Make no mistake: It takes courage to stand up and push back against injustice and tyranny in any form or in any context. Expect criticism. Expect to feel fear and anxiety. Expect disapproval. Expect to be hated. Expect to be called "hateful." Expect to lose some friends. Expect to make some enemies. Regardless, we must educate and familiarize ourselves with the strategies and methods propagated by those who seek power for self-serving and unrighteous dominion. We must push back against destructive, divisive narratives and strategies which are rapidly staining and threatening our freedoms and rights to self-determination. A peaceful and pluralistic existence is possible. Discipline, maturity, and sacrifice are required to attain and maintain it. The demise of the Nephite civilization recorded in 3rd Nephi, and Moroni's courage in writing the Title of Liberty has personal and profound meaning for me. Those prophecies were written for us. And they were written "for such a time as this."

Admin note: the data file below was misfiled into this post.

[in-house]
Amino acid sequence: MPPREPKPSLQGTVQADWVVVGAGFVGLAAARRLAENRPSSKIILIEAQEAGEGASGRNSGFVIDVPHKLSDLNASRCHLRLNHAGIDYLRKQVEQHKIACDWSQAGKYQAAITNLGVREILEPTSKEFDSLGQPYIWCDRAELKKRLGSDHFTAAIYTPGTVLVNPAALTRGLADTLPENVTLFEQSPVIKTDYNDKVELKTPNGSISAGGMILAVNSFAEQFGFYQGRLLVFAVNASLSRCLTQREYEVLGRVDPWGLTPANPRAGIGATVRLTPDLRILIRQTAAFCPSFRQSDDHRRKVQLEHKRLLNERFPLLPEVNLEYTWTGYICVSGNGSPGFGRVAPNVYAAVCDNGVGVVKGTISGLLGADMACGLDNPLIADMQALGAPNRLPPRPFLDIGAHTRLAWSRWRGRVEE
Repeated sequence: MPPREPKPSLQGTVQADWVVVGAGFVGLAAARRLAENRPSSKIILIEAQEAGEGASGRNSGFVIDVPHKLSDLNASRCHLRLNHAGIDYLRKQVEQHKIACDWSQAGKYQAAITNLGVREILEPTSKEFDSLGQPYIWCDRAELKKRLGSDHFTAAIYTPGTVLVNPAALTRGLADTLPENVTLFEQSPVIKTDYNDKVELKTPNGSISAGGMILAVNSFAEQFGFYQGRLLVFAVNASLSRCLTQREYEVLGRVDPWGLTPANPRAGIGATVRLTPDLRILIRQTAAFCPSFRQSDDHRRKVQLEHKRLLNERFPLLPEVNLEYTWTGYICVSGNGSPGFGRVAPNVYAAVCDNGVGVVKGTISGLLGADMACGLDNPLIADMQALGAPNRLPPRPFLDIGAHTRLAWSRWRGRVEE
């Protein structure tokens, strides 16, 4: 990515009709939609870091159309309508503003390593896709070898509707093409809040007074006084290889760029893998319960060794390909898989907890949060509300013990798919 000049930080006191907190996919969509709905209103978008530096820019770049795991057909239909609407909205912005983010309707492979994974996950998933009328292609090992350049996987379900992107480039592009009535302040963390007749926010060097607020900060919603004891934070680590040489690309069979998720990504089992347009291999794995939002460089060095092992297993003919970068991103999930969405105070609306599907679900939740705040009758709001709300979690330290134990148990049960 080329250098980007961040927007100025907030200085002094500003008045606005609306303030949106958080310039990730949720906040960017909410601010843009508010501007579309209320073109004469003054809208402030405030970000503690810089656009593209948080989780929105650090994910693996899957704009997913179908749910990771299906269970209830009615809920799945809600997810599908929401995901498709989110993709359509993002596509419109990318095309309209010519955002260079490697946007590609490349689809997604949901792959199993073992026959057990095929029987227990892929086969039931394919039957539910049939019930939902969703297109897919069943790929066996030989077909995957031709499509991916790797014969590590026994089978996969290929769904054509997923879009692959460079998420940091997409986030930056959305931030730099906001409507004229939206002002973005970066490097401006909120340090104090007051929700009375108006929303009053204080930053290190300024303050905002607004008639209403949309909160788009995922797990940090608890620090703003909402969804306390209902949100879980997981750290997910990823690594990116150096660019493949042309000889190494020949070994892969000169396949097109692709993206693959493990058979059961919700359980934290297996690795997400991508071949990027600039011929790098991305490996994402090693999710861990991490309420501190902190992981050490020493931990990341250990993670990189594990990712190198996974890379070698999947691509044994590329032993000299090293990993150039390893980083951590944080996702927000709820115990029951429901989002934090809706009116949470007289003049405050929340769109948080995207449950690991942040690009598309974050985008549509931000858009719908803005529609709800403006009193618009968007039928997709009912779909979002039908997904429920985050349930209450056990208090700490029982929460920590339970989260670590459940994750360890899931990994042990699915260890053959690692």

In my next post, I will discuss identity politics and how they are shaping and changing public policy decision-making on national and global levels.
Press forward and lean in,